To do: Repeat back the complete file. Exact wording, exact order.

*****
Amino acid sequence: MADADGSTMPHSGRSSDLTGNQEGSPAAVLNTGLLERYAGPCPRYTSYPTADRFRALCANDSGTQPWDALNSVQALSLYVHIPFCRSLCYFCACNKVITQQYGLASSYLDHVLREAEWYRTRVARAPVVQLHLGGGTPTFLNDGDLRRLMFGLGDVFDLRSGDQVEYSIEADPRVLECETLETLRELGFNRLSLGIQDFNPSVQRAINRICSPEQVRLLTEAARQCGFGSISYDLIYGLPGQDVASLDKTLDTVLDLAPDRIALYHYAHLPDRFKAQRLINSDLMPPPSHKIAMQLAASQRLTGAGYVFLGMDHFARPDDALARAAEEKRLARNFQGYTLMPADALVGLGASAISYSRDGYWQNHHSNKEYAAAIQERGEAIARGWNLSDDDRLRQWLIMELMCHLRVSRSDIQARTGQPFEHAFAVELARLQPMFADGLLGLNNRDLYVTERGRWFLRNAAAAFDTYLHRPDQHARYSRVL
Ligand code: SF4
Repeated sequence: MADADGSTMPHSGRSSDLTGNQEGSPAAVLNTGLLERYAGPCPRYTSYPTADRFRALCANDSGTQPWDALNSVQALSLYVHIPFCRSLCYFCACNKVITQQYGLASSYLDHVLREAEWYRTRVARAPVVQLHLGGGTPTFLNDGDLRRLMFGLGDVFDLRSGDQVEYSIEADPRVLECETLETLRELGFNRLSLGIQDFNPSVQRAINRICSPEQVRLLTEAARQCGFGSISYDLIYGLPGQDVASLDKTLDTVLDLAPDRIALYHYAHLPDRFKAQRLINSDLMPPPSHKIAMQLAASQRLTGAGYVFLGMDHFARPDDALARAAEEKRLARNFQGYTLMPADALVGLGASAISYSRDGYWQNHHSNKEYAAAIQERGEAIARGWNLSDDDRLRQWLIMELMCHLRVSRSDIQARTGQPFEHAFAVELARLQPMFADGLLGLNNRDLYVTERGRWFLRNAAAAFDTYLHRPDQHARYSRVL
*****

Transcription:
Amino acid sequence: MADADGSTMPHSGRSSDLTGNQEGSPAAVLNTGLLERYAGPCPRYTSYPTADRFRALCANDSGTQPWDALNSVQALSLYVHIPFCRSLCYFCACNKVITQQYGLASSYLDHVLREAEWYRTRVARAPVVQLHLGGGTPTFLNDGDLRRLMFGLGDVFDLRSGDQVEYSIEADPRVLECETLETLRELGFNRLSLGIQDFNPSVQRAINRICSPEQVRLLTEAARQCGFGSISYDLIYGLPGQDVASLDKTLDTVLDLAPDRIALYHYAHLPDRFKAQRLINSDLMPPPSHKIAMQLAASQRLTGAGYVFLGMDHFARPDDALARAAEEKRLARNFQGYTLMPADALVGLGASAISYSRDGYWQNHHSNKEYAAAIQERGEAIARGWNLSDDDRLRQWLIMELMCHLRVSRSDIQARTGQPFEHAFAVELARLQPMFADGLLGLNNRDLYVTERGRWFLRNAAAAFDTYLHRPDQHARYSRVL
Ligand code: SF4
Repeated sequence: MADADGSTMPHSGRSSDLTGNQEGSPAAVLNTGLLERYAGPCPRYTSYPTADRFRALCANDSGTQPWDALNSVQALSLYVHIPFCRSLCYFCACNKVITQQYGLASSYLDHVLREAEWYRTRVARAPVVQLHLGGGTPTFLNDGDLRRLMFGLGDVFDLRSGDQVEYSIEADPRVLECETLETLRELGFNRLSLGIQDFNPSVQRAINRICSPEQVRLLTEAARQCGFGSISYDLIYGLPGQDVASLDKTLDTVLDLAPDRIALYHYAHLPDRFKAQRLINSDLMPPPSHKIAMQLAASQRLTGAGYVFLGMDHFARPDDALARAAEEKRLARNFQGYTLMPADALVGLGASAISYSRDGYWQNHHSNKEYAAAIQERGEAIARGWNLSDDDRLRQWLIMELMCHLRVSRSDIQARTGQPFEHAFAVELARLQPMFADGLLGLNNRDLYVTERGRWFLRNAAAAFDTYLHRPDQHARYSRVL